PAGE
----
Bringing babies and young children to mass is hard. I’ve seen different parishes deal with this differently. Nurseries, parent co-ops, cry rooms, Children’s dismissals, even a special row in the back for quick escapes. Priests, parishes, and parents have worked hard to make it easier for parents to meet their Sunday obligation. As a parent of young children, I appreciate the effort. I also believe we have to do better.
While parents might sigh a breath of relief as they part with their little wigglers, consider for a moment what we are communicating to our children. At the core of these “child friendly” options is the common thread of keeping kids away from the mass. How can we possibly be surprised that our teenagers don’t want to come to mass when we’ve spent their whole lives training them to believe that mass is not the place for them? How can we claim, “It is important that you are here,” when it wasn’t important enough that they join us when they were younger?
Yes, bringing children to mass, especially young children, is a struggle. If you are like me or have kids like mine, it is often a humiliating struggle. I want to help. Enter your email to receive a FREE printable checklist of tips and tricks for keeping kids busy and engaged at Mass. Take heart; this struggle is an essential part of our call as parents, and that means God is with us, ready to pour out his graces when we ask him. And when things are hard and you need a reminder of why you’re doing this, remember these 5 reasons!
Children Belong in Mass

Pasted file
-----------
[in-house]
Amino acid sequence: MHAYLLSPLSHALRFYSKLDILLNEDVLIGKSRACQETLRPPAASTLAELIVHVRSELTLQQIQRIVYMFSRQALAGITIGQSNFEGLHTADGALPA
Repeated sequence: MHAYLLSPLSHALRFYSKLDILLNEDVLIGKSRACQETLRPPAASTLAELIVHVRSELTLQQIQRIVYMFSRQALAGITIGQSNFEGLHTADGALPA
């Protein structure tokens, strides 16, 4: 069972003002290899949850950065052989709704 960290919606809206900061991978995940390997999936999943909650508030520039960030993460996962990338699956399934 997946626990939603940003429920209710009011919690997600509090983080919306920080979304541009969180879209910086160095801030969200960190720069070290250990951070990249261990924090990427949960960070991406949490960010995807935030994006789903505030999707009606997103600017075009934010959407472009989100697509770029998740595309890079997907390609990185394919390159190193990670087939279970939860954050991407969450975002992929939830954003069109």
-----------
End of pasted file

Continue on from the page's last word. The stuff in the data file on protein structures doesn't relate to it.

Reason # 1: Jesus said so.
Why should we bring our children to mass? First, because Jesus said so: “Let the little children come to me, and do not hinder them, for the kingdom of heaven belongs to such as these,” (Matt. 19:14). It is possible that Jesus merely meant these words only for the little children in front of him that day. I think that is unlikely. This short passage of two verses is sandwiched between two challenging calls to action. The first is Jesus’s “hard teaching” on divorce (don’t do it). The second is his encounter with the rich young man, who went away sad when faced with the challenge of giving up his possessions to gain salvation. Jesus is calling us to take up the hard work of bringing our children to mass to encounter him. As hard as it may be, it is much easier to help a toddler learn the mass prayers and responses than to pry open the heart of an adult child who has already closed the book on God. Jesus’s instruction is clear: when we go to Jesus, we are to bring our kids along with us.
REASON # 2: Kids Learn from the Mass.
Second, our children learn from the experience of mass. My daughter knows the feel of the holy water from the font under her hands. She knows where “Mamma Mary” is and talks with her after Mass. She offers peace to our fellow parishioners and goes with Daddy to “eat Jesus.” She has big plans to “eat Jesus” when she gets big one day, too. Sure, she sometimes eats the PSA brochure and thinks the kneelers are great playground equipment. That’s what a toddler does. That’s what God made them to do. It’s our job to redirect their curiosity and natural drive to explore in ways that help them encounter Jesus.